Donald Trump claimed wins in the crucial battleground states of Florida, Ohio, Pennsylvania, and North Carolina – a string of wins in swing states across the map that all but erased Hillary Clinton’s path to victory.
Trump was also declared the winner in Iowa, in a night of upsets in favor of the Republican.
With the Pennsylvania victory, declared just after 1:30 a.m., he was just six electoral votes short of the number needed to secure the presidency.
Clinton won Virginia, another pivotal state fiercely contested by the two candidates, and was awarded a win in Colorado.
Trump was also called the winner in 21 other states as the pair raced to clinch a majority of electoral votes and with it the presidency, while Clinton took 15 other states plus Washington, D.C.
California, New York, Illinois, Vermont, Massachusetts, New Jersey, Maryland, Rhode Island, Connecticut, New Mexico, Hawaii, Oregon, Washington, Nevada, and Delaware went for Clinton, who racked up 215 electoral votes, according to projections by the Associated Press.
Georgia, Texas, Wyoming, North and South Dakota, Nebraska, South Carolina, Tennessee, Oklahoma, Indiana, Kentucky, Kansas, Alabama, Mississippi, Arkansas, Louisiana, Montana, Missouri, Idaho, Utah, and West Virginia were called for Trump, giving him 264 electoral votes.
In Florida, with its 29 electoral votes, Trump pulled off a narrow win, with 49% of the vote to Clinton’s 48% with 99% of precincts reporting. He notched a more comfortable victory in Ohio, which has 18 electoral votes, with 53% of the vote to Clinton’s 42% with 77% of precincts in.
Virginia’s 13 electoral votes went to Clinton with a 48% to 46% lead.
Trump also held narrow leads in Michigan, Wisconsin, and New Hampshire.
A candidate must win 270 electoral votes to claim the election.
The latest votes will come from Alaska, where the last polls close at 1 a.m. eastern time.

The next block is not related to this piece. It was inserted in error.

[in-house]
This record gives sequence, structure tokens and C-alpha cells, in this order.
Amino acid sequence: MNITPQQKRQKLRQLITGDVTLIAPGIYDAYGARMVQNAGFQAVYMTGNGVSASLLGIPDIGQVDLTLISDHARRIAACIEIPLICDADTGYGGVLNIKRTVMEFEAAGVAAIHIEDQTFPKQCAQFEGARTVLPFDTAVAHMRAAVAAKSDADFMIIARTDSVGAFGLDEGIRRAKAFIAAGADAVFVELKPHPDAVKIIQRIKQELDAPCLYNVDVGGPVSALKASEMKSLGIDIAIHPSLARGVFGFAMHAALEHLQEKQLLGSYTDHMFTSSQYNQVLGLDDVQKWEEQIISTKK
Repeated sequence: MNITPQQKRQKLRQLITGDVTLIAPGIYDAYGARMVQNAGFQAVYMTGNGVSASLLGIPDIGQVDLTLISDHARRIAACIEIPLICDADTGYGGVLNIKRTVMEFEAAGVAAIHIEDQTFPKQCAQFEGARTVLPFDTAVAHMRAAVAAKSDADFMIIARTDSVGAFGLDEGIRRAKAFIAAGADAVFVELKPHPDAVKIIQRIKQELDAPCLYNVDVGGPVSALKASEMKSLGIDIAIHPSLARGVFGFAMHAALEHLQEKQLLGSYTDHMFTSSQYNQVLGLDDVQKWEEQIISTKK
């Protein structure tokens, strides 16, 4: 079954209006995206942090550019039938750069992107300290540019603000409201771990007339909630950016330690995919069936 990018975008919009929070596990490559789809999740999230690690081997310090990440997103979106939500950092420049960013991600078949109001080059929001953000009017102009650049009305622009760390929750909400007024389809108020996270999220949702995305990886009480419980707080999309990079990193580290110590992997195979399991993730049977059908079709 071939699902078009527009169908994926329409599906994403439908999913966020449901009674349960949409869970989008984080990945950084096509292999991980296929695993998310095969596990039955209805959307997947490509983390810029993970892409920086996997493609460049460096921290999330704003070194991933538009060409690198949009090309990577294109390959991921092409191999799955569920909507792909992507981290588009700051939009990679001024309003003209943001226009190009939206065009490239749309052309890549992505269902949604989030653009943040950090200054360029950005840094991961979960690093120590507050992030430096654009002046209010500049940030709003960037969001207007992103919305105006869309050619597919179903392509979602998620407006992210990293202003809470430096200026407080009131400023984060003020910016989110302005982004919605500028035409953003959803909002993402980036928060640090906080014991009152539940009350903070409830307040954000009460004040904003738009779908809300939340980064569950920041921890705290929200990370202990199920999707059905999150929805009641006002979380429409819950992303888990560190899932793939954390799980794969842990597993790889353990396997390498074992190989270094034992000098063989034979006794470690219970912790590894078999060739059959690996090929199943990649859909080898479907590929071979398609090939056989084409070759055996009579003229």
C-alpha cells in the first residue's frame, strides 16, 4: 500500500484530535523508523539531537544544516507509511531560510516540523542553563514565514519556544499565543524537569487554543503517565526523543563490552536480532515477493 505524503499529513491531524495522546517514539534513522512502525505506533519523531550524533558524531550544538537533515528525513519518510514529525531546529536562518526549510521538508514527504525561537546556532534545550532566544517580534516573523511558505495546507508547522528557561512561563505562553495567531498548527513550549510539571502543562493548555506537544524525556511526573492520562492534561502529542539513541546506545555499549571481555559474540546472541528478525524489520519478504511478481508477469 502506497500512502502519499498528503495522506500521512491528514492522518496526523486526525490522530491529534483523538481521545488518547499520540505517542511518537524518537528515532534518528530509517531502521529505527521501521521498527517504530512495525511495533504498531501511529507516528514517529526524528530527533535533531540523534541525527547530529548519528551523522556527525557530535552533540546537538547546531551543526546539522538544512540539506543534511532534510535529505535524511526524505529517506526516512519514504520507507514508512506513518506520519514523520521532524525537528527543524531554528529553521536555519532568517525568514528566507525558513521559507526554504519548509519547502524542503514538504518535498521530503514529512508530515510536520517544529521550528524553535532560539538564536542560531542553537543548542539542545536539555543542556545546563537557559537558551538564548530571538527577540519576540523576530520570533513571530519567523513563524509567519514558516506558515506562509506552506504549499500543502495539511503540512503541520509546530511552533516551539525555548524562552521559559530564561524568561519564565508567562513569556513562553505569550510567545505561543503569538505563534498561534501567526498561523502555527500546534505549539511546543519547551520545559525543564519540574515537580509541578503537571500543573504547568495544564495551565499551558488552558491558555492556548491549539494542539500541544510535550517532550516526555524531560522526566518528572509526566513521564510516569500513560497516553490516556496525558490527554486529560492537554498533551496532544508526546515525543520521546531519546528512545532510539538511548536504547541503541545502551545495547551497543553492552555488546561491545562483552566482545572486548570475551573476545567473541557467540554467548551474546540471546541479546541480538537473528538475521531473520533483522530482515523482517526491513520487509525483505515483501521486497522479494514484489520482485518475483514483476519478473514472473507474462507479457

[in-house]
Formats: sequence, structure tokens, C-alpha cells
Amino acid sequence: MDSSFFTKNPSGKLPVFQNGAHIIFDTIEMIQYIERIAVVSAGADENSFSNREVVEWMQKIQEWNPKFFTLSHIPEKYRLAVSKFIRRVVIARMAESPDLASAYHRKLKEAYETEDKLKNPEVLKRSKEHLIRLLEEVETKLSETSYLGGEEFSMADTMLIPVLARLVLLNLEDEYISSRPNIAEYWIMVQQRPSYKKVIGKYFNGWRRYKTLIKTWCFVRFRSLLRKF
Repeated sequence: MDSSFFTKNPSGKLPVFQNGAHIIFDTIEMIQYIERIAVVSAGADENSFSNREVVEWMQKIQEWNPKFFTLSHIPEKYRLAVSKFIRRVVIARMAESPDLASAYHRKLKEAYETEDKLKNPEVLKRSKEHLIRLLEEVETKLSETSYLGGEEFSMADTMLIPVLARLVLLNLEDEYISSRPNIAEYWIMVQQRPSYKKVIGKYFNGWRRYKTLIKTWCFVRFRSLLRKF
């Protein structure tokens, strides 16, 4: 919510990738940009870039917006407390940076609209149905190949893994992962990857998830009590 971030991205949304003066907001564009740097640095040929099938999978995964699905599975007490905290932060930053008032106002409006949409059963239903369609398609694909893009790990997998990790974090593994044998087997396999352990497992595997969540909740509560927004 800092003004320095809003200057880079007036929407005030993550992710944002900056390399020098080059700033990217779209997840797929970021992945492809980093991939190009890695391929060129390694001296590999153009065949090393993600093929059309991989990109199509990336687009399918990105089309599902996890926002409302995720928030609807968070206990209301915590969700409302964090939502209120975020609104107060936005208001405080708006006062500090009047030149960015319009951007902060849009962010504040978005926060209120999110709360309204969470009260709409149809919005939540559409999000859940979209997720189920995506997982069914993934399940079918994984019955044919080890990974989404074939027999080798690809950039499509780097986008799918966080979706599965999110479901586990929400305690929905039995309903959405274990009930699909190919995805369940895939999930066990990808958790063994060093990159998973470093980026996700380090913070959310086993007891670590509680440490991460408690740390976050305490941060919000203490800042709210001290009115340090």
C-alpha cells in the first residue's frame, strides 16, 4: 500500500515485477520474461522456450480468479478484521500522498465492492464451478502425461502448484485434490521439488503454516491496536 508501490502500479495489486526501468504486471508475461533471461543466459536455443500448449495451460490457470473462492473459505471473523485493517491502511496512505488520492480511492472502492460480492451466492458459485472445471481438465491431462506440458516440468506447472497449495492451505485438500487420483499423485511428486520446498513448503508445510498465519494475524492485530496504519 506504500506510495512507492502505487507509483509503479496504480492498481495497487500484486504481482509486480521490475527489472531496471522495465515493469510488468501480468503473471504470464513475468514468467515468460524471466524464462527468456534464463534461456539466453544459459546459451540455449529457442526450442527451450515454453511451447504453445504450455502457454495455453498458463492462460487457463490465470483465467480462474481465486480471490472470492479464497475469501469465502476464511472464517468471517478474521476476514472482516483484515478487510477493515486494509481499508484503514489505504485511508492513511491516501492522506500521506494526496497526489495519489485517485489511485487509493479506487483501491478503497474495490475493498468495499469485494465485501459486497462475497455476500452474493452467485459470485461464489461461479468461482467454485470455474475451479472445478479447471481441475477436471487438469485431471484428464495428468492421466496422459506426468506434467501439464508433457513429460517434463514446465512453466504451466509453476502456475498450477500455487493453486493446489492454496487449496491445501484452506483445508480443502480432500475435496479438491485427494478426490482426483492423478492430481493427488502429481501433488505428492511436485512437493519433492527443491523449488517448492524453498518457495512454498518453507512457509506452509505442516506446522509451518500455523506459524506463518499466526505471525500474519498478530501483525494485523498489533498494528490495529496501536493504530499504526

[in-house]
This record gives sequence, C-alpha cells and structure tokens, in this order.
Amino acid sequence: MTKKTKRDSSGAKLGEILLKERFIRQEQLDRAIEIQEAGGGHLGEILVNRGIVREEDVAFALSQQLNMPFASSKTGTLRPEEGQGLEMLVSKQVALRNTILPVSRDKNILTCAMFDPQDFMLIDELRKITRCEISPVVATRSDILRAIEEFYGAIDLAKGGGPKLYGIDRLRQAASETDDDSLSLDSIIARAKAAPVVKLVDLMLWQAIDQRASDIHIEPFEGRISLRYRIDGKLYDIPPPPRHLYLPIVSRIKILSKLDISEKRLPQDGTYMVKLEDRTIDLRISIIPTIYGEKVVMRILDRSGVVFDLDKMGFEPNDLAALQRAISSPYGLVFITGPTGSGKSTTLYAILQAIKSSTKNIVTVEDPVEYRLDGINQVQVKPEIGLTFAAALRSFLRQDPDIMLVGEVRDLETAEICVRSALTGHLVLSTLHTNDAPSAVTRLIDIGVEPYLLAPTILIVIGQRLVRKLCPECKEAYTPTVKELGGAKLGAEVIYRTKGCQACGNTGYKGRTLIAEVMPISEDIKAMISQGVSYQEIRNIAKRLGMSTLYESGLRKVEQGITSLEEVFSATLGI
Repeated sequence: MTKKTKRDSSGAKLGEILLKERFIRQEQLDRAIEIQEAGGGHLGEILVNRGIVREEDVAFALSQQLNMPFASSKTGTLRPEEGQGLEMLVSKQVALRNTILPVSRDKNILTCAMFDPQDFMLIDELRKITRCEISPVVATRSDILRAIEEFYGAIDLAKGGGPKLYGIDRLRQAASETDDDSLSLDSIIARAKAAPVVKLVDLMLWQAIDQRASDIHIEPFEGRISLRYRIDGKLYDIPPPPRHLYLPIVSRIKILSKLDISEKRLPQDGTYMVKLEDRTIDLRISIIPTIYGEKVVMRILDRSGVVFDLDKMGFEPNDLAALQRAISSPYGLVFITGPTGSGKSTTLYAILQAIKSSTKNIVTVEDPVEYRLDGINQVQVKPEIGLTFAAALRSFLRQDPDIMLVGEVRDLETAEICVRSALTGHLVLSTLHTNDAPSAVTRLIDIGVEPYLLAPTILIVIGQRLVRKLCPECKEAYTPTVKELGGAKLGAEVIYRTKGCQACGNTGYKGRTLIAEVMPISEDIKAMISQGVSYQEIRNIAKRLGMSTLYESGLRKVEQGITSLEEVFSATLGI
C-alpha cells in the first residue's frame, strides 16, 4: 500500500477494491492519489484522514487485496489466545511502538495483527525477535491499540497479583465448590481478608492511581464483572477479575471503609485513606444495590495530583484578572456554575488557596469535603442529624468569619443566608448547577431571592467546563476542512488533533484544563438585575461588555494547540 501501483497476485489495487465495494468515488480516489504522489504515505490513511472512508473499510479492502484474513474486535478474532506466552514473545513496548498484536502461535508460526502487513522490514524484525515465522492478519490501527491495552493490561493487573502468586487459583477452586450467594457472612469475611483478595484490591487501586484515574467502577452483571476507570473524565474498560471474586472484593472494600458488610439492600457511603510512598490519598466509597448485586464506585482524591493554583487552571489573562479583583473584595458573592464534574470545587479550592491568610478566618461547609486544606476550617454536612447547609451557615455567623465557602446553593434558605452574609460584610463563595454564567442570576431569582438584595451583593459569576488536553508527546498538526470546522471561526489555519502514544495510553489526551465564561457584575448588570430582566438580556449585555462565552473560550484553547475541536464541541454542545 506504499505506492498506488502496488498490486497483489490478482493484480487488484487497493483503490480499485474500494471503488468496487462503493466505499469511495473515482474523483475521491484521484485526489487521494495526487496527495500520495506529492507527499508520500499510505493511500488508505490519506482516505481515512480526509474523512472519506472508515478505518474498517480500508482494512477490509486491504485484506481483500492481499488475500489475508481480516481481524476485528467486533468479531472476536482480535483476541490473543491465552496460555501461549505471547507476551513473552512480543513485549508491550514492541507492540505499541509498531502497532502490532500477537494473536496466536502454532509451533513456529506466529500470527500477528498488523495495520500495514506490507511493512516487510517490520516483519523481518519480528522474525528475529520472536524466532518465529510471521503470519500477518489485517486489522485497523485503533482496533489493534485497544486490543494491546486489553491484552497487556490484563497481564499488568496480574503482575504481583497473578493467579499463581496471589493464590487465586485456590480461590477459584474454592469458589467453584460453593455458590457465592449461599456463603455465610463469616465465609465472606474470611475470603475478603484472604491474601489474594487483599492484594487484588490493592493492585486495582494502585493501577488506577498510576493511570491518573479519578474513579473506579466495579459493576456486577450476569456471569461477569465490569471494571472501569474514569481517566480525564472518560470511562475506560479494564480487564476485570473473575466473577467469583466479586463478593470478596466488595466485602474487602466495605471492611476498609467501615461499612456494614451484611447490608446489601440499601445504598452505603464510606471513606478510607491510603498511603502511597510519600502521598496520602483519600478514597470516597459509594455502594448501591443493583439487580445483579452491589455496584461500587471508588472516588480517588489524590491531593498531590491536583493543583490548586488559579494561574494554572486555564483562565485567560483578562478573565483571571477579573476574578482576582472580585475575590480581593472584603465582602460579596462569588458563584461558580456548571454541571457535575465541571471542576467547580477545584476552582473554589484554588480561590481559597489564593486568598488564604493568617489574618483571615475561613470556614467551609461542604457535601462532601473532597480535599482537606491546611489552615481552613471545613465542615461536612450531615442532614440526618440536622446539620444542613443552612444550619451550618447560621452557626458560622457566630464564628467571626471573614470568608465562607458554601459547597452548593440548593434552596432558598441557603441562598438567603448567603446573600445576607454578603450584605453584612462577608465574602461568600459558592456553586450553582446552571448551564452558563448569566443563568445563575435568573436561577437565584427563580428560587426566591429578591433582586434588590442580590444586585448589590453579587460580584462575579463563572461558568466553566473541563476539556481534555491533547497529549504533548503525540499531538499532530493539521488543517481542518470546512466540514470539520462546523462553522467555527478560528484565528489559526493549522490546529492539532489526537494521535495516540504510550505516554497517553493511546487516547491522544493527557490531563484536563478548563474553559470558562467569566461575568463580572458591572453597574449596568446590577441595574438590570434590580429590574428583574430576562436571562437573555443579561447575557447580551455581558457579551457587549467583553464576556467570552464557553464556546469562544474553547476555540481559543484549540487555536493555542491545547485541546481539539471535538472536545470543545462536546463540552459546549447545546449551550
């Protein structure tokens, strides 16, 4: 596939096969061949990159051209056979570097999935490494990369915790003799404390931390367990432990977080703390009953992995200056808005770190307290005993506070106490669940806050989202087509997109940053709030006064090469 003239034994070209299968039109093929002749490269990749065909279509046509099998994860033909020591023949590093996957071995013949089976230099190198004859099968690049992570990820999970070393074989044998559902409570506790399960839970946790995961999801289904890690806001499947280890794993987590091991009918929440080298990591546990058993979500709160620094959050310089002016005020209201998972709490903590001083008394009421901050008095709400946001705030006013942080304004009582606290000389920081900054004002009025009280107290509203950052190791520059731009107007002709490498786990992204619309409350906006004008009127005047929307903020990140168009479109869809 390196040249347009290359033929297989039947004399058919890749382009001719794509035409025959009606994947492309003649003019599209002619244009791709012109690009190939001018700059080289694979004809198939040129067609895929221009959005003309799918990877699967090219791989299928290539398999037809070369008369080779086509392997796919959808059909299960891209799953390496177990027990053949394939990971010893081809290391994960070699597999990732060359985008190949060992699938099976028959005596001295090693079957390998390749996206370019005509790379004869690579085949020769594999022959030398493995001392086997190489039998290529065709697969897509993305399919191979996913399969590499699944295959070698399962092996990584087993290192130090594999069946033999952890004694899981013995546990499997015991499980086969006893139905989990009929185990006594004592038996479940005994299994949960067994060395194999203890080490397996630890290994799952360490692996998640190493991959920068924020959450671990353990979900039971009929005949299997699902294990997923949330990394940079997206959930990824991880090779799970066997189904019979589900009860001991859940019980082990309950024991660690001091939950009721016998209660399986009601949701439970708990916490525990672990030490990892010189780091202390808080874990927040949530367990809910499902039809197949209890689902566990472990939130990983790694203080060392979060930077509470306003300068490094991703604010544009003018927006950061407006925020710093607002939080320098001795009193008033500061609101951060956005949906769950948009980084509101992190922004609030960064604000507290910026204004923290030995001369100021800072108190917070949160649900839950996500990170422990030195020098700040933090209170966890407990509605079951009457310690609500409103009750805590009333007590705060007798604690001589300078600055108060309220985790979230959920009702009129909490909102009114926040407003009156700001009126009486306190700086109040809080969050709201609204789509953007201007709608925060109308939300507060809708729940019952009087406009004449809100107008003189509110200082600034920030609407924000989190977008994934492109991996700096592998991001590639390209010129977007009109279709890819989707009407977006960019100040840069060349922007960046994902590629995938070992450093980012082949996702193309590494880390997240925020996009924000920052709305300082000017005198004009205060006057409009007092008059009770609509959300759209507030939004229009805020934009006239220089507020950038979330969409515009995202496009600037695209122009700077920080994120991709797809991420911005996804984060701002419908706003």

Trump and Clinton were set for a nail-biting night awaiting results before addressing their supporters at Manhattan venues within walking distance of each other — Clinton at the Jacob Javits Center and Trump at the New York Hilton Midtown. It’s the first time since 1944 both presidential candidates spent election night in the city.
Earlier in the day, Trump was greeted by boos and shouts by crowds outside his Midtown Manhattan poll site when he showed up to cast his vote. Clinton got a warmer welcome when she showed up to vote near her home in Chappaqua, New York, in Westchester County.
A Trump win would mark an unprecedented rejection of the establishment and usual norms of politics.
Even on Election Day, Trump was pressing his claim in a series of interviews that the contest was rigged and would not commit to accepting the result.
“We’re going to see how things play out today and hopefully they will play out well and hopefully we won’t have to worry about it,” he said on Fox News. Later in the interview he said “it’s largely a rigged system.”
Clinton, who closed out her campaign with a Philadelphia rally with Bruce Springsteen and Barack and Michelle Obama Monday night, told reporters after voting that it was “the most humbling feeling” to cast a ballot for herself “because so many people are counting on the outcome of this election.”